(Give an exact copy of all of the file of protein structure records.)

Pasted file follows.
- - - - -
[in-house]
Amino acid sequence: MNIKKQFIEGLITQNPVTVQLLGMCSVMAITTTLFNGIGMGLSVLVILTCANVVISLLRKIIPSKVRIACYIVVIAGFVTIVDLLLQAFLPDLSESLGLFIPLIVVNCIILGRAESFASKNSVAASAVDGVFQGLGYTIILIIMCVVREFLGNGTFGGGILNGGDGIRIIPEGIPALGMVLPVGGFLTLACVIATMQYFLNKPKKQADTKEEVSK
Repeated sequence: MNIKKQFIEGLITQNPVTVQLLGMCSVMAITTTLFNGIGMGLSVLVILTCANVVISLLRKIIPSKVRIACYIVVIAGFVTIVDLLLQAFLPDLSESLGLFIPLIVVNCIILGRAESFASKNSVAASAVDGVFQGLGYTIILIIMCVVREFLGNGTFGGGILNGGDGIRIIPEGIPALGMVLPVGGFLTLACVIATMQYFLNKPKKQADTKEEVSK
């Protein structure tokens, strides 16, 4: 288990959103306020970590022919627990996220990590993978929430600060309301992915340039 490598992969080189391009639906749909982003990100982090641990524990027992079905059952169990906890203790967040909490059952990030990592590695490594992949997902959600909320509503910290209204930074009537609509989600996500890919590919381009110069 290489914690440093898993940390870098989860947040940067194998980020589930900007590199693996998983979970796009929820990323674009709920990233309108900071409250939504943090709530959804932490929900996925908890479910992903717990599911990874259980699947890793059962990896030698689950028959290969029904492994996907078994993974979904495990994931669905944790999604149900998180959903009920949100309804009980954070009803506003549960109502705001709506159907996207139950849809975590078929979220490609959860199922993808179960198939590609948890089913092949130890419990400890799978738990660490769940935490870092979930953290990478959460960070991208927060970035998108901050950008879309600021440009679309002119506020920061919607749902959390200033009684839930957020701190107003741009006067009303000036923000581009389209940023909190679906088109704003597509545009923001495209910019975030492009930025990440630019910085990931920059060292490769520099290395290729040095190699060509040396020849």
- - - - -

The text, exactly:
[in-house]
Amino acid sequence: MNIKKQFIEGLITQNPVTVQLLGMCSVMAITTTLFNGIGMGLSVLVILTCANVVISLLRKIIPSKVRIACYIVVIAGFVTIVDLLLQAFLPDLSESLGLFIPLIVVNCIILGRAESFASKNSVAASAVDGVFQGLGYTIILIIMCVVREFLGNGTFGGGILNGGDGIRIIPEGIPALGMVLPVGGFLTLACVIATMQYFLNKPKKQADTKEEVSK
Repeated sequence: MNIKKQFIEGLITQNPVTVQLLGMCSVMAITTTLFNGIGMGLSVLVILTCANVVISLLRKIIPSKVRIACYIVVIAGFVTIVDLLLQAFLPDLSESLGLFIPLIVVNCIILGRAESFASKNSVAASAVDGVFQGLGYTIILIIMCVVREFLGNGTFGGGILNGGDGIRIIPEGIPALGMVLPVGGFLTLACVIATMQYFLNKPKKQADTKEEVSK
């Protein structure tokens, strides 16, 4: 288990959103306020970590022919627990996220990590993978929430600060309301992915340039 490598992969080189391009639906749909982003990100982090641990524990027992079905059952169990906890203790967040909490059952990030990592590695490594992949997902959600909320509503910290209204930074009537609509989600996500890919590919381009110069 290489914690440093898993940390870098989860947040940067194998980020589930900007590199693996998983979970796009929820990323674009709920990233309108900071409250939504943090709530959804932490929900996925908890479910992903717990599911990874259980699947890793059962990896030698689950028959290969029904492994996907078994993974979904495990994931669905944790999604149900998180959903009920949100309804009980954070009803506003549960109502705001709506159907996207139950849809975590078929979220490609959860199922993808179960198939590609948890089913092949130890419990400890799978738990660490769940935490870092979930953290990478959460960070991208927060970035998108901050950008879309600021440009679309002119506020920061919607749902959390200033009684839930957020701190107003741009006067009303000036923000581009389209940023909190679906088109704003597509545009923001495209910019975030492009930025990440630019910085990931920059060292490769520099290395290729040095190699060509040396020849």